Environmental Hearing at City Hall, March 22

Philadelphia City Council is holding a public hearing on the environment on Wednesday, March 22, 2017, 3:00 pm, at City Hall Room 400.  Eastwick Friends and Neighbors Coalition (EFNC) urges all Eastwick residents and stakeholders to attend this open city meeting.

YOU make a difference in conveying to city officials that flooding, air pollution, and other environmental factors deeply impact our community. Attend to lend your voice and support!

EFNC members will testify at the hearing, highlighting these points:

  • Eastwick is an environmental justice community in SW Philadelphia. Residents endure disproportionate burdens, encompassing multiple issues dating back decades.
  • Eastwick is impacted by toxic emissions from multiple, nearby sources. Pollution comes from oil refinery, major postal distribution center, and a mega-highway running through the neighborhood.
  • The Philadelphia International Airport has a significant impact on air quality. Hundreds of aircraft daily release excess jetfuel into the atmosphere over Eastwick during landings into PHL, among the busiest airports in the world.
  • High rates of asthma and respiratory illnesses afflict Eastwick residents. Air quality studies are being developed to quantify toxins so that solutions can be explored.
  • Eastwick families have lived within sight of the Clearview landfill since the 1950’s, and children played on the dump. The Clearview and Folcroft landfills were closed in the 1970’s, and in 2001, the Lower Darby Creek Area (LDCA) was declared a national priority superfund site. The EPA initiated remediation in 2013, a lengthy process that is ongoing today.
  • Eastwick is plagued by chronic and severe flooding, resulting from the filling of Tinicum marsh, coupled with increased threat of storm surge from sea level rise and climate destablization.
  • Eastwick is situated on what the Federal Emergency Management Agency (FEMA) identifies as a 100-year floodplain. This means extreme floods have a one percent chance of occurring in any given year; Hurricanes Floyd and Irene both caused massive flooding.
  • Since much of Eastwick was built in FEMA-designated Special Flood Hazard Area, Eastwick residents need affordability options for rising flood insurance premiums that threaten homeowners in this special FEMA area. Changes to the National Flood Insurance Program are imperative.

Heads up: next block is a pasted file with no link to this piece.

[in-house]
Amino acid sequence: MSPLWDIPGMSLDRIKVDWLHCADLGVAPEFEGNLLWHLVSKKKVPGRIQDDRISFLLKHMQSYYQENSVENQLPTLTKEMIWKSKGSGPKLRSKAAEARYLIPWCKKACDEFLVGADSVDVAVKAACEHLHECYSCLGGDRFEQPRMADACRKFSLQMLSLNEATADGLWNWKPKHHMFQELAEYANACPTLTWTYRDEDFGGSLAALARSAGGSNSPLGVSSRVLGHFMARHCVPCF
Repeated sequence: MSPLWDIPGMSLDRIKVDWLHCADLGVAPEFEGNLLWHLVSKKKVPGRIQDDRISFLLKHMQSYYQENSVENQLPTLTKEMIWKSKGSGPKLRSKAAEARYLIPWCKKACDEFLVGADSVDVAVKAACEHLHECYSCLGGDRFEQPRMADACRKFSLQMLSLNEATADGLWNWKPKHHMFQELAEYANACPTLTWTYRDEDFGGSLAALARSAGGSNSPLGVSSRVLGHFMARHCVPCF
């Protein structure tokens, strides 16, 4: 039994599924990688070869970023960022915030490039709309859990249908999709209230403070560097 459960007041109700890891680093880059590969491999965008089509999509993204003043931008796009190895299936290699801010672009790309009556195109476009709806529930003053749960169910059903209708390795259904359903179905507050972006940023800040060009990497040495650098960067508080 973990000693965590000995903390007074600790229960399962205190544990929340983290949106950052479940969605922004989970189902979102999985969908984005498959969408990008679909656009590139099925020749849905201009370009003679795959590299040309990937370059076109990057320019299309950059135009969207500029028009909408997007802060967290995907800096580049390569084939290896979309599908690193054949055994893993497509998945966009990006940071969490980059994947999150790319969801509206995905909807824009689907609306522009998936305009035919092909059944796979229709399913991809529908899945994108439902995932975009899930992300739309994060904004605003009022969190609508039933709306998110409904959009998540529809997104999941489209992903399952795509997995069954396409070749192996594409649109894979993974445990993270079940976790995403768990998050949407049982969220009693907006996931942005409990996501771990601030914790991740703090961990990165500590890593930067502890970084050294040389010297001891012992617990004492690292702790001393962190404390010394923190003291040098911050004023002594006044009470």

• Like many urban neighborhoods, asphalt is pervasive in Eastwick. Extensive impervious surfaces exacerbates flooding, with few trees or vegetation to naturally absorb stormwater.
  • Many homes in Eastwick were built on silt and dredge spoil. Mediocre construction is eroding, and foundations are cracking with the ever-present pressure of water

It’s important for Philadelphia city officials to hear our message: Eastwick’s economic and social health are intricately connected to the environment. Sustainable solutions and policies must address flooding, climate change, clean air and clean water.

The Environmental Hearing is free and open to the public. To enter City Hall, you may need photo ID to sign-in to the building. We hope to see you there!

Community Meeting with ShopRite, Jeff Brown, on January 18

All are invited to a public community meeting on January 18 to meet ShopRite owner  Jeff Brown and his team, and hear about renovation plans for the ShopRite of Island Avenue, Penrose Plaza Philadelphia.  Enjoy refreshments and community conversation.

Meeting:  Wednesday, January 18, 2017 – 6:00-8:00 PM.  Eastwick Wellness Center, 2821 Island Avenue, Philadelphia PA 19153. Please arrive promptly to sign-in to the Wellness Center.

This meeting is hosted in partnership with ShopRite and Eastwick Friends & Neighbors Coalition.  We look forward to seeing you there!


EFNC Joins “Day of Denial” Protests Climate Change Deniers

On January 9, 2107, a bitter cold day in Philadelphia, members of Eastwick Friends & Neighbors Coalition (EFNC) joined the national “Day of Denial” rally to protest climate change deniers. EFNC marched in Philadelphia with a coalition of environmental and social justice groups, including 350 Philadelphia, Food & Water WatchGreen Justice Philly, and others.


EFNC joins “Day of Denial” rally in Philadelphia, protesting climate change deniers.  (Photo by Joseph Reid)